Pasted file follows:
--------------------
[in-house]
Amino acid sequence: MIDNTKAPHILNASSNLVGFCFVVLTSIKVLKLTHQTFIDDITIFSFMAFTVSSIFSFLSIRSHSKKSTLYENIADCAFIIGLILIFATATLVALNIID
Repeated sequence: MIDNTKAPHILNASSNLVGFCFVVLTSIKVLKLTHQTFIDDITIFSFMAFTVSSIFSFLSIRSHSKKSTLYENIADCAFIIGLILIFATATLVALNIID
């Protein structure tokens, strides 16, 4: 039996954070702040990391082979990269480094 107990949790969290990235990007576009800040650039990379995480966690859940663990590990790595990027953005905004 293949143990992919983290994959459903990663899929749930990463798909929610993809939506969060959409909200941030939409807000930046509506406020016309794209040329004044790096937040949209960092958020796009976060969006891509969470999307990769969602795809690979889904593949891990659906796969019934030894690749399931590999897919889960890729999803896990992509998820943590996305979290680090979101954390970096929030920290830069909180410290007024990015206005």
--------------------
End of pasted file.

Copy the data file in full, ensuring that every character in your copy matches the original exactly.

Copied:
[in-house]
Amino acid sequence: MIDNTKAPHILNASSNLVGFCFVVLTSIKVLKLTHQTFIDDITIFSFMAFTVSSIFSFLSIRSHSKKSTLYENIADCAFIIGLILIFATATLVALNIID
Repeated sequence: MIDNTKAPHILNASSNLVGFCFVVLTSIKVLKLTHQTFIDDITIFSFMAFTVSSIFSFLSIRSHSKKSTLYENIADCAFIIGLILIFATATLVALNIID
């Protein structure tokens, strides 16, 4: 039996954070702040990391082979990269480094 107990949790969290990235990007576009800040650039990379995480966690859940663990590990790595990027953005905004 293949143990992919983290994959459903990663899929749930990463798909929610993809939506969060959409909200941030939409807000930046509506406020016309794209040329004044790096937040949209960092958020796009976060969006891509969470999307990769969602795809690979889904593949891990659906796969019934030894690749399931590999897919889960890729999803896990992509998820943590996305979290680090979101954390970096929030920290830069909180410290007024990015206005």